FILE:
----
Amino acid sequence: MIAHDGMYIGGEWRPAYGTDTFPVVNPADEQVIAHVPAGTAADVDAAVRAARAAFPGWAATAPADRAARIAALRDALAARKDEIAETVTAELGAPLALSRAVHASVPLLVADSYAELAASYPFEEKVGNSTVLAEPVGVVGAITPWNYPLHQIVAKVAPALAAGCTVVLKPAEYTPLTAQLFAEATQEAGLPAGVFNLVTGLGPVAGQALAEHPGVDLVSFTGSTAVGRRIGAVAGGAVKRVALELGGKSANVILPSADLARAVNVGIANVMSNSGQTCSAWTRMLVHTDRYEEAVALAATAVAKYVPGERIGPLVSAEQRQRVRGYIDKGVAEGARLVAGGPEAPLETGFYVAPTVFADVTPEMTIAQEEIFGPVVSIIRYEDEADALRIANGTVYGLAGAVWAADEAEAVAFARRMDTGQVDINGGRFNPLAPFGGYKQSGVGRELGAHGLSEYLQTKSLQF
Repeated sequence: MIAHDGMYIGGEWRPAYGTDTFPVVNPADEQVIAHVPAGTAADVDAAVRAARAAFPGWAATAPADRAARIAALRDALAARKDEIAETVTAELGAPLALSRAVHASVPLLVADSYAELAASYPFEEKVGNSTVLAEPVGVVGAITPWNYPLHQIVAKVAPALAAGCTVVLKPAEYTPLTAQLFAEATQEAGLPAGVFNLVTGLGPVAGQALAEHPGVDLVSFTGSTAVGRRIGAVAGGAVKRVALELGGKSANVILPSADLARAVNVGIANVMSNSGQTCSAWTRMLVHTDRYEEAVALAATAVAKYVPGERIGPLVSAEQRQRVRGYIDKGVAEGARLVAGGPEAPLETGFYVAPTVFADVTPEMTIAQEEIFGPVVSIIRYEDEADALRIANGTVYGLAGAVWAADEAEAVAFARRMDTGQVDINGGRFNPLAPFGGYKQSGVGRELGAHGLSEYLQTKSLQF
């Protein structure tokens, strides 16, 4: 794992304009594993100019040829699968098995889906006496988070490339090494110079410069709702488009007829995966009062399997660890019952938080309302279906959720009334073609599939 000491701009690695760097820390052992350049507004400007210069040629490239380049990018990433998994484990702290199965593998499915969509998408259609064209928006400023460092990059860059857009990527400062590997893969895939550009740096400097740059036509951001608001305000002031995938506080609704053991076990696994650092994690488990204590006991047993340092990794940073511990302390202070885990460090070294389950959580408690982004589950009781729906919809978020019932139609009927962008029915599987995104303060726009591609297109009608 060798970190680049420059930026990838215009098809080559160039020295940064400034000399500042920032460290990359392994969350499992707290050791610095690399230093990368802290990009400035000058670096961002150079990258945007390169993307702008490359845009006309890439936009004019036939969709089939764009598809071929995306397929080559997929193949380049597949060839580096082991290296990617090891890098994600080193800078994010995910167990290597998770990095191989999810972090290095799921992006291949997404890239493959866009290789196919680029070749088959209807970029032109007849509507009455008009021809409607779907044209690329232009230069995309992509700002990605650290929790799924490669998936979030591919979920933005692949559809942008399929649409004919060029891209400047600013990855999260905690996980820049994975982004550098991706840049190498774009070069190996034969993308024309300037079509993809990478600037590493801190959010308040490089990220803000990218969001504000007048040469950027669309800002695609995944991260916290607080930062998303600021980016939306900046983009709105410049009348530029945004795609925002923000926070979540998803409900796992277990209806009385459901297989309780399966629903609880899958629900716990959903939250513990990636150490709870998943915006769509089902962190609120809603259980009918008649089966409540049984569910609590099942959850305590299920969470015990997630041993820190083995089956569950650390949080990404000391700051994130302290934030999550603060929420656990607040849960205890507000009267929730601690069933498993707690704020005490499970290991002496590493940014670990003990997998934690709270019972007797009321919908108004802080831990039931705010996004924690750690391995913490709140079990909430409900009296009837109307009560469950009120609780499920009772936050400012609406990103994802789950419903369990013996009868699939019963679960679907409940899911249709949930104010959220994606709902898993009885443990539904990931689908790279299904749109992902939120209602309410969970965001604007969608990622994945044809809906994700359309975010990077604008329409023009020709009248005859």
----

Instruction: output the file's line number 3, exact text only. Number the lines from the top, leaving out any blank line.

């Protein structure tokens, strides 16, 4: 794992304009594993100019040829699968098995889906006496988070490339090494110079410069709702488009007829995966009062399997660890019952938080309302279906959720009334073609599939 000491701009690695760097820390052992350049507004400007210069040629490239380049990018990433998994484990702290199965593998499915969509998408259609064209928006400023460092990059860059857009990527400062590997893969895939550009740096400097740059036509951001608001305000002031995938506080609704053991076990696994650092994690488990204590006991047993340092990794940073511990302390202070885990460090070294389950959580408690982004589950009781729906919809978020019932139609009927962008029915599987995104303060726009591609297109009608 060798970190680049420059930026990838215009098809080559160039020295940064400034000399500042920032460290990359392994969350499992707290050791610095690399230093990368802290990009400035000058670096961002150079990258945007390169993307702008490359845009006309890439936009004019036939969709089939764009598809071929995306397929080559997929193949380049597949060839580096082991290296990617090891890098994600080193800078994010995910167990290597998770990095191989999810972090290095799921992006291949997404890239493959866009290789196919680029070749088959209807970029032109007849509507009455008009021809409607779907044209690329232009230069995309992509700002990605650290929790799924490669998936979030591919979920933005692949559809942008399929649409004919060029891209400047600013990855999260905690996980820049994975982004550098991706840049190498774009070069190996034969993308024309300037079509993809990478600037590493801190959010308040490089990220803000990218969001504000007048040469950027669309800002695609995944991260916290607080930062998303600021980016939306900046983009709105410049009348530029945004795609925002923000926070979540998803409900796992277990209806009385459901297989309780399966629903609880899958629900716990959903939250513990990636150490709870998943915006769509089902962190609120809603259980009918008649089966409540049984569910609590099942959850305590299920969470015990997630041993820190083995089956569950650390949080990404000391700051994130302290934030999550603060929420656990607040849960205890507000009267929730601690069933498993707690704020005490499970290991002496590493940014670990003990997998934690709270019972007797009321919908108004802080831990039931705010996004924690750690391995913490709140079990909430409900009296009837109307009560469950009120609780499920009772936050400012609406990103994802789950419903369990013996009868699939019963679960679907409940899911249709949930104010959220994606709902898993009885443990539904990931689908790279299904749109992902939120209602309410969970965001604007969608990622994945044809809906994700359309975010990077604008329409023009020709009248005859």